But the term “employee engagement” is just 20 years old. In those two decades, we’ve managed to take it from intriguing science to cliché. Tell an employee that the company is launching an engagement initiative and you’ll likely get either a yawn or a little bit of fear. The traditional surveys field questions from the 1990s, followed by a furious hunt for the “disengaged” workers who, when asked to be candid on the survey, responded that, no, they had not been recognised, had regular conversations with their manager, or felt a sense of progress or accomplishment at their companies.
With social media like Glassdoor and the job assessment we opened to individual employees on WidgetsTheBook.com, people are becoming more strategic in directing their own careers, seeking happiness on the job rather than “engagement,” and sometimes telling their employers what they want to hear on those stuffy surveys.
HC: What’s the greatest misconception surrounding employee engagement or human resources?
RW: The greatest misconception about employee engagement is that employees want to be engaged.
Engagement is the goal of the business. Happiness is the goal of the employee. There’s a good bargain to be had in those overlapping objectives. A company that seeks to make its employees happier on the job will discover it gets engagement in the process.
HC: What compelled you to write Widgets? What do you hope business leaders take away from the book?
RW: I found myself a strategist and advisor in possession of some really cool research on 12 “new rules” that control the relationship between an employee and the organisation for which he or she works. As I spoke about the research and the rules, I assembled some killer examples that I felt ought to be shared with a wider audience.
I also felt I needed to update what I’d written in my 2006 bestseller,12: The Elements of Great Managing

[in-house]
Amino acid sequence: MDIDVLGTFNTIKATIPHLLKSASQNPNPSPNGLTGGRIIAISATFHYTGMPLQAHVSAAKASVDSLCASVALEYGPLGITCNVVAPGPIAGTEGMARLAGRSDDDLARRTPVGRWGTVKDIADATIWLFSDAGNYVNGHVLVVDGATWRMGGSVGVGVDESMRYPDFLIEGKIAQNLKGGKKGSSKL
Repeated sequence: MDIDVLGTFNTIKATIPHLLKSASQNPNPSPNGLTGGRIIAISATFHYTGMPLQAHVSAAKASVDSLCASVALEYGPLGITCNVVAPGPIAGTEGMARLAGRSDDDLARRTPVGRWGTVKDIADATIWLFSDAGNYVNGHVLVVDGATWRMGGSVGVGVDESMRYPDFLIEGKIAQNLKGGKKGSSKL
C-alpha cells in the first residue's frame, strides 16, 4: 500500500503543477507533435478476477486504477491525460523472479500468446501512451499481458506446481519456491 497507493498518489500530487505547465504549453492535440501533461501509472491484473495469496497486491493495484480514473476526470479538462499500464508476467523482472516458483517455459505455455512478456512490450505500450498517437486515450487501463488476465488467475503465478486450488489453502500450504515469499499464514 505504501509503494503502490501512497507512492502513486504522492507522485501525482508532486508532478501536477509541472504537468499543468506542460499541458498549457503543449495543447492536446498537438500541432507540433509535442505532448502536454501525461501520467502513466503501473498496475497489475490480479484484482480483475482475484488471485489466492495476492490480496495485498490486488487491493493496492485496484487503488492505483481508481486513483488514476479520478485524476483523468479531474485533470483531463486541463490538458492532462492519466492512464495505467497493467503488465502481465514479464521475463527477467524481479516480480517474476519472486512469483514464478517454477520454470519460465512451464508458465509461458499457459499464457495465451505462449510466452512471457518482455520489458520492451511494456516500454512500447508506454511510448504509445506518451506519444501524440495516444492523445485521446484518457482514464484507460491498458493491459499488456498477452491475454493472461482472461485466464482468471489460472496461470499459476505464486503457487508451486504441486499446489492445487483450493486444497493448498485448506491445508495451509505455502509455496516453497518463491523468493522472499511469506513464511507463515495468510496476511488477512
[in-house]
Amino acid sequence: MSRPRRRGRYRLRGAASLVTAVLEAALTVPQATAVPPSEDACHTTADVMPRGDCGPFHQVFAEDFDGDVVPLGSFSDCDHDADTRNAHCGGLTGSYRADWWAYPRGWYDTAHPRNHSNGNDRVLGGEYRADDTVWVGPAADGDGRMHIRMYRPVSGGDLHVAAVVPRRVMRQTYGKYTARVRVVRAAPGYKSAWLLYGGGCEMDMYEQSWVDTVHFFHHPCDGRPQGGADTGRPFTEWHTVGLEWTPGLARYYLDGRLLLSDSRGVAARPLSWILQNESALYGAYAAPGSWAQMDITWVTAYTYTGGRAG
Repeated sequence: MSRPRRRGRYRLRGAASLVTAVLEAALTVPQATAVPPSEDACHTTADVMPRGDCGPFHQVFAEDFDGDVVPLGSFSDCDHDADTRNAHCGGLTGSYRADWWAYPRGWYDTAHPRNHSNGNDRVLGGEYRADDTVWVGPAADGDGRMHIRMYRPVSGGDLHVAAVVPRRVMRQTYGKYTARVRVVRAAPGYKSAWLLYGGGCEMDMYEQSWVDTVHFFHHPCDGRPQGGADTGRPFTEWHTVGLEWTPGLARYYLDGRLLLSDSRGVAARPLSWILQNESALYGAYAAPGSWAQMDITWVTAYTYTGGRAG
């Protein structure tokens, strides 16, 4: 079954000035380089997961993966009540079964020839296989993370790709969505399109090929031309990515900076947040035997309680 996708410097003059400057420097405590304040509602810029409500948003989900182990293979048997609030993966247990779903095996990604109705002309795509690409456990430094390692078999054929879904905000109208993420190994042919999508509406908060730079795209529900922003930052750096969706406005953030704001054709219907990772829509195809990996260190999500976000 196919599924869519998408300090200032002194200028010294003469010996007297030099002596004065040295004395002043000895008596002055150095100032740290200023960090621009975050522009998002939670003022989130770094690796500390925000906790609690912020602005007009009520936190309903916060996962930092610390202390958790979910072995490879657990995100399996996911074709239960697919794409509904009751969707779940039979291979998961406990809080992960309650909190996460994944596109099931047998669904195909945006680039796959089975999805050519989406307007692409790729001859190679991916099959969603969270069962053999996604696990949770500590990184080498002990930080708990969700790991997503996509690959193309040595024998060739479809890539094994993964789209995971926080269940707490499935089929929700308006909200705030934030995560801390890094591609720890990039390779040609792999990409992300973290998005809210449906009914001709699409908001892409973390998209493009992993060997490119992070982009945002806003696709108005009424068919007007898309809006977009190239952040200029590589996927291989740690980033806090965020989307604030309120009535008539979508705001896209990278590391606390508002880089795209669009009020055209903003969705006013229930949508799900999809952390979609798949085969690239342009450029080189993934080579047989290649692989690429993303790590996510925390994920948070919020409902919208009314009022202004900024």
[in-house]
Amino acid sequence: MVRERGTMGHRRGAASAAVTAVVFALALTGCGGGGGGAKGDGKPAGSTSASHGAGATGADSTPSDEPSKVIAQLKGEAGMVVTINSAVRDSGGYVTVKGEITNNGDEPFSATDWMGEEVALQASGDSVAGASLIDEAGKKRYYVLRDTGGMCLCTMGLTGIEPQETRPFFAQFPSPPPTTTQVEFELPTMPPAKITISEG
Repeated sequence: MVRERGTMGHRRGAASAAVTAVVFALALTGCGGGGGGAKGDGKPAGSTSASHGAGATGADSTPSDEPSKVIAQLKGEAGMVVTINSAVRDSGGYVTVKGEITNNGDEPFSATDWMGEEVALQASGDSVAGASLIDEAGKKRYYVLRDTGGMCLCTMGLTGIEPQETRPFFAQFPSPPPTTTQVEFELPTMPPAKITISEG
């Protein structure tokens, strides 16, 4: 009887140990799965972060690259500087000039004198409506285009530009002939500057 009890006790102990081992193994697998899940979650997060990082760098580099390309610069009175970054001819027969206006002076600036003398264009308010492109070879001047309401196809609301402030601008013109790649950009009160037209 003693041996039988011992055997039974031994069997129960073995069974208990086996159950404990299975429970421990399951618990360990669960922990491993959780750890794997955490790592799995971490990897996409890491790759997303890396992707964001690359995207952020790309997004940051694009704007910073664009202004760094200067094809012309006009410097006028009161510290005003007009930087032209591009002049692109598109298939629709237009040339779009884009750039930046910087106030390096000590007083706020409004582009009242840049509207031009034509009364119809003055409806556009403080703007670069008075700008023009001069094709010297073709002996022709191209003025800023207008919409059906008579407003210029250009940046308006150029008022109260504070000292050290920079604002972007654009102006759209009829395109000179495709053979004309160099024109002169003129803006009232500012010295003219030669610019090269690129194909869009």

. Newspapers get old in a day. Magazines get old in a month. Smartphones get old in a year. And many business books become obsolete in five or 10 years. I’m delighted seeing leadership-related controversies in the news now – such as the slow-motion train wreck of Holacracy at Zappos – to know that I gave readers ofWidgets
advance notice of how that story will end and its implications for their businesses.
The biggest takeaway for leaders from Widgets
is that your people will reciprocate good for good and bad for bad. It means that if you are genuinely invested in the success and happiness of your people, they will deliver exceptional results.
It also means that if you try to spin things or try to “engage” them through a process they will perceive as a management trick, they will either leave or throttle back in ways that you can never police away and that will put your business at risk.
HC: If you could get business leaders everywhere to change one thing about their management style, what would it be?
RW: More coffee! Sit down with each employee every week to talk, to listen, and to strategise. Everything that makes a person into a real manager flows from those conversations.
Rodd Wagner is synonymous with employee engagement – his latest best-seller